Vasili Borisovich Livanov is a Soviet and Russian film actor, film and animation director, screenwriter and writer. He is best known as the creator of the screen image of Sherlock Holmes in the TV series The Adventures of Sherlock Holmes and Dr. Watson, directed by Igor Maslennikov based on the works of Arthur Conan Doyle, for which in 2006 he was awarded an honorary membership of the Order of the British Empire. When Igor Maslennikov was going to shoot a film about Sherlock Holmes and Dr. Watson, he immediately considered Livanov as the main candidate for the role of Holmes. Maslennikov previously worked with Livanov in the film Yaroslavna, the queen of France. For eight years (1979-1986) four two-episode and one three-episode TV movie were filmed, immediately gaining great popularity in the USSR. During the filming of Livanov befriended the performer of the role of Watson Vitaly Solomin, but with Maslennikov by the mid-1980s, the relationship between Livanov and the middle of the 1980s broke down.
Harry Arthur Saintsbury, often abbreviated HA Saintsbury was a playwright and actor of English theater. He is best known for performing Sherlock Holmes on stage from 1903 during performances of the eponymous play with young Charlie Chaplin (then 13) as Sherlock Holmes' bellboy. Saintsbury also played the detective at the movies in 1916 in the film The Valley of Fear. This is his only role at the cinema.
Arthur Wontner was a British film actor, known for playing Sherlock Holmes in five films about the detective shot between 1931 and 1937. Born in London, England, Wontner have gotten the role of Sherlock Holmes with his portrayal of detective Sexton Blake in a theatrical production of 1930. Of all Wontner's films about Sherlock Holmes, The Missing Rembrandt is now officially considered a lost film. Wontner's son was the well-known hotelier and Lord Mayor (Mayor) of London Sir Hugh Wontner. Arthur Wontner passed away in London in 1960.
The son of a civil servant made his stage debut in 1895 in Cologne at the summer stage Flora, followed by engagements in Bremen, Magdeburg, Innsbruck, Wroclaw and Dresden followed. From 1903 he was part of the ensemble of the German Theater in Berlin, with whom he undertook guest performances in several European countries. In a film about Sherlock Holmes he received his first film role in 1908 at the Danish production company Nordisk.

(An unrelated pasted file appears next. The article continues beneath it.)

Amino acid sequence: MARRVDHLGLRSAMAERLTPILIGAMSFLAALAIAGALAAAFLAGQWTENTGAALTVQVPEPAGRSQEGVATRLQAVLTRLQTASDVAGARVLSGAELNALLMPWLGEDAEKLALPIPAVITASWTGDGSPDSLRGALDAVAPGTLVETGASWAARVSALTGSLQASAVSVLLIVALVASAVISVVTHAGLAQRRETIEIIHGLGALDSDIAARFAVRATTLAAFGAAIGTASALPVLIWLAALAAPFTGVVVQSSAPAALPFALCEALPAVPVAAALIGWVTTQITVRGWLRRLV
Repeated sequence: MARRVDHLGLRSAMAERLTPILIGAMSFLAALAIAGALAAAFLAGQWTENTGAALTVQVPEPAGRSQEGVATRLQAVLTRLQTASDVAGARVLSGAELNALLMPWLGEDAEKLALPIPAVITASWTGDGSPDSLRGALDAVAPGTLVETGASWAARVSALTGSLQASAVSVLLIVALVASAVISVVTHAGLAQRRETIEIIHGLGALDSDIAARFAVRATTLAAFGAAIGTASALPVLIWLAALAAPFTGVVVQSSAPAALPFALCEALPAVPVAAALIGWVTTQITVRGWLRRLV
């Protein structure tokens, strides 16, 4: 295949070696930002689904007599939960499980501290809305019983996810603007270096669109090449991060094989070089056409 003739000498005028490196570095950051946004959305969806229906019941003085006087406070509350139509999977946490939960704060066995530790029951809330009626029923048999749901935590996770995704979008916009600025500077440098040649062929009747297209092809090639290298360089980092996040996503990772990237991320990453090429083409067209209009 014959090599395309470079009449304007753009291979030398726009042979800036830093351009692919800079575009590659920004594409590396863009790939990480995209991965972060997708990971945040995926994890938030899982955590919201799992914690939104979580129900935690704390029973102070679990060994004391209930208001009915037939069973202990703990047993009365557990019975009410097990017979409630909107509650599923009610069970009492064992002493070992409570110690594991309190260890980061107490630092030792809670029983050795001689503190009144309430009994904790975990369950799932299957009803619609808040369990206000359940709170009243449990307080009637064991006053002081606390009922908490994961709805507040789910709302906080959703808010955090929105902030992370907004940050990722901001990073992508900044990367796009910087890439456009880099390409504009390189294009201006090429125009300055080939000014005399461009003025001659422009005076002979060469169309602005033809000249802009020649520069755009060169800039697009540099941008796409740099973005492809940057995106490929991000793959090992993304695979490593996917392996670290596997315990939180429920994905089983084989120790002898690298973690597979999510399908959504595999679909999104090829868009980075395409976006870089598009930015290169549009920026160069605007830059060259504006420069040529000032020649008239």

Born in Copenhagen, Denmark, Larsen, who was a non-commissioned army officer, started working at the Biography Theater in Chicago. There he met Ole Olsen, founder of the production company Nordisk Film, in which he started shooting semi-documentary short films from 1906, such as Løvejagten (1907), which obtained some success, and folletines.
Einar Christian Constantin Zangenberg was a Danish actor, screenwriter and film director. He made a film debut at Nordisk Film in 1908, but first started really in 1910, after which he quickly became one of the most used and distinctive movie stars. He was the first Danish film actor who could also fly an airplane.
Lauritz Olsen (born 10 August 1872 in Copenhagen, Denmark, died May 9, 1955 in Copenhagen), was an actor. Lauritz Olsen was like a small child actor at the Pantomime Theater at Tivoli. As an adult, he made his debut in 1890 in a traveling theater company, and became an appreciated variety actor. He was then engaged at Odense Theater. During the 1930s he participated in a number of folklore games at Casino Theater. He made a film debut in 1907 and became one of Lau Lauritzen's favorite actors. He came to participate in about 200 silent films 1907–1928.